A vast array of pharmaceuticals — including antibiotics, anti-convulsants, mood stabilizers and sex hormones — have been found in the drinking water supplies of at least 41 million Americans, an Associated Press investigation shows….The situation is undoubtedly worse than suggested by the positive test results in the major population centers documented by the AP.
How do the drugs get into the water?
People take pills. Their bodies absorb some of the medication, but the rest of it passes through and is flushed down the toilet. The wastewater is treated before it is discharged into reservoirs, rivers or lakes. Then, some of the water is cleansed again at drinking water treatment plants and piped to consumers. But most treatments do not remove all drug residue.
The EPA says there are no sewage treatment systems specifically engineered to remove pharmaceuticals. The EPA had analyzed 287 pharmaceuticals for possible inclusion on a draft list of candidates for regulation under the Safe Drinking Water Act, [but] only one, nitroglycerin, was on the list. To the degree that the EPA is focused on the issue, it appears to be looking at detection [rather than regulation].
While researchers do not yet understand the exact risks from decades of persistent exposure to random combinations of low levels of pharmaceuticals, recent studies — which have gone virtually unnoticed by the general public — have found alarming effects on human cells and wildlife.
Contamination is not confined to the United States [however]. More than 100 different pharmaceuticals have been detected in lakes, rivers, reservoirs and streams throughout the world. In Canada, a study of 20 Ontario drinking water treatment plants by a national research institute found nine different drugs in water samples.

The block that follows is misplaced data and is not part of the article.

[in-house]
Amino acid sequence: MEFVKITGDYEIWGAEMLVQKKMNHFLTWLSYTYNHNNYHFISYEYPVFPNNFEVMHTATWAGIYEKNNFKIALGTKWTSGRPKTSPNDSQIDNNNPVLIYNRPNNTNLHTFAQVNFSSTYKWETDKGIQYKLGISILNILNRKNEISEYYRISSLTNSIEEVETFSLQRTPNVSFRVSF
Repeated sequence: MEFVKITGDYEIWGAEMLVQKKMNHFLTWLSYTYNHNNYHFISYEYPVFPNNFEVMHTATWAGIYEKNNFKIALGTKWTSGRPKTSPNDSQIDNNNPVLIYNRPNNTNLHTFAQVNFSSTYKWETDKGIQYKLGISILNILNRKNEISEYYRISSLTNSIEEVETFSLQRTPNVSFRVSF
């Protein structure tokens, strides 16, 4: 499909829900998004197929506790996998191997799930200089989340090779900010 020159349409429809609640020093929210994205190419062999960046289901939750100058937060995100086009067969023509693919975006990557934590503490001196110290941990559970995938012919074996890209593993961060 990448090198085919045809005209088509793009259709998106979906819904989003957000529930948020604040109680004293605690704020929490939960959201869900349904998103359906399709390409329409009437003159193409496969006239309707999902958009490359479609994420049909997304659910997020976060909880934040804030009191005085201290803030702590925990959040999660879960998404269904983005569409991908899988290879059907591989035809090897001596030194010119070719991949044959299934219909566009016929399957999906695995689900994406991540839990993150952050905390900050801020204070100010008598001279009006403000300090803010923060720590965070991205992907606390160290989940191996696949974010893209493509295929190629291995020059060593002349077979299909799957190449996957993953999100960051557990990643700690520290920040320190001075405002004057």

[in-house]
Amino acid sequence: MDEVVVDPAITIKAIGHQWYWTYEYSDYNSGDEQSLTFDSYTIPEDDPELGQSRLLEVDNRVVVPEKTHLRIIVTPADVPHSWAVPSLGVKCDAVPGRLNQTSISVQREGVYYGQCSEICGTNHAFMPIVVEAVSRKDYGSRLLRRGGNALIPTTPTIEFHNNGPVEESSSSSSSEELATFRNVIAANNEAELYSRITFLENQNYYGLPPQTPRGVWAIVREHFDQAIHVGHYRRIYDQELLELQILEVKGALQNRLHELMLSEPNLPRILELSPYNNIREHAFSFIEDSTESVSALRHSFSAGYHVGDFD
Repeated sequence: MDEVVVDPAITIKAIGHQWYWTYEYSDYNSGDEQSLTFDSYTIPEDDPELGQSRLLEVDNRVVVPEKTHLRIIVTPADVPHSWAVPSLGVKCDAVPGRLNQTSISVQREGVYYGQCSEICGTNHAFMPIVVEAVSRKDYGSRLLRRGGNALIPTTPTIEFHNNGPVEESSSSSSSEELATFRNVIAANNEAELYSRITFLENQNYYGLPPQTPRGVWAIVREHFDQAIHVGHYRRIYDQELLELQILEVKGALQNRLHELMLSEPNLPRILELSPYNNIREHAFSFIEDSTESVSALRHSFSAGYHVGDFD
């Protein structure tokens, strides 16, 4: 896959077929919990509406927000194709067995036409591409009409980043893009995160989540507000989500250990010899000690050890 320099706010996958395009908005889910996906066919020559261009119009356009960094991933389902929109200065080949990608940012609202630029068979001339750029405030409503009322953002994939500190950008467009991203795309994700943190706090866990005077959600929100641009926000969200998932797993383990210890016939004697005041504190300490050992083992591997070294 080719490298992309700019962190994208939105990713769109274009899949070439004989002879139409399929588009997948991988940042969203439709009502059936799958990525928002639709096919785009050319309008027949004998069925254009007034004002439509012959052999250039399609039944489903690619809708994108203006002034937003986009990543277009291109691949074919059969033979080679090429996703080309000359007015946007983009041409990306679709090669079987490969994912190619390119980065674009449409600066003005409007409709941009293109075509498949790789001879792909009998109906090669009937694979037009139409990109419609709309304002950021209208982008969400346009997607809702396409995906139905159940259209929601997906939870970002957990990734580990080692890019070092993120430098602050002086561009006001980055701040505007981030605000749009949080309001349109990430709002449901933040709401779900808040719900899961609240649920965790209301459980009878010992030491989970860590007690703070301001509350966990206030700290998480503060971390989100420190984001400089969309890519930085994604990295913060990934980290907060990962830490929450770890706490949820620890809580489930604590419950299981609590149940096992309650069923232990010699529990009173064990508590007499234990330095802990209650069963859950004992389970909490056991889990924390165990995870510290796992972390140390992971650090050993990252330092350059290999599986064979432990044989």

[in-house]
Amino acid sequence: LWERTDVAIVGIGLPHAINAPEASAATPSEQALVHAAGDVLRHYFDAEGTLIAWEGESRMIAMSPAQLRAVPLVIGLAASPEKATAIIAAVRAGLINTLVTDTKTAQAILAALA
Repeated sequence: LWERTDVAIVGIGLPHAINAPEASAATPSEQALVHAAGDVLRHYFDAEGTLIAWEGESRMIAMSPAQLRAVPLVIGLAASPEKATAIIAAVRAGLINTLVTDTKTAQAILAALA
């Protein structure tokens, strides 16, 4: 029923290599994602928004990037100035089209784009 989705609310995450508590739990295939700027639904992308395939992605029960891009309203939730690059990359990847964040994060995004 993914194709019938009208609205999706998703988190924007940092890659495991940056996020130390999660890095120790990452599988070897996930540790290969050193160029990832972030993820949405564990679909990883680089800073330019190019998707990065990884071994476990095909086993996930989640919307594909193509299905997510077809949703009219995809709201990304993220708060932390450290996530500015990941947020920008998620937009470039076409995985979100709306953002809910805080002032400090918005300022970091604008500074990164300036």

Another issue: There’s evidence that adding chlorine, a common process in conventional drinking water treatment plants, makes some pharmaceuticals more toxic.
One technology, reverse osmosis, removes virtually all pharmaceutical contaminants but is very expensive for large-scale use and leaves several gallons of polluted water for every one that is made drinkable.
Scaring people away from their taps into the bottled water aisle at the grocery store will cost them thousands of dollars a year without making them any safer. Nearly 40 percent of bottled water is simply repackaged tap water. What’s more, there’s no government agency testing bottled water contamination from known hazards such as bacteria, synthetic contaminants, or heavy metals.
While the Associated Press did not test bottled water, earlier testers have found dangerous substances such as arsenic and bromate, both known carcinogens. And bottled water comes with its own list of unknown hazards from chemicals leached into the water from the plastic bottles. Tap water is still the best choice for most Americans.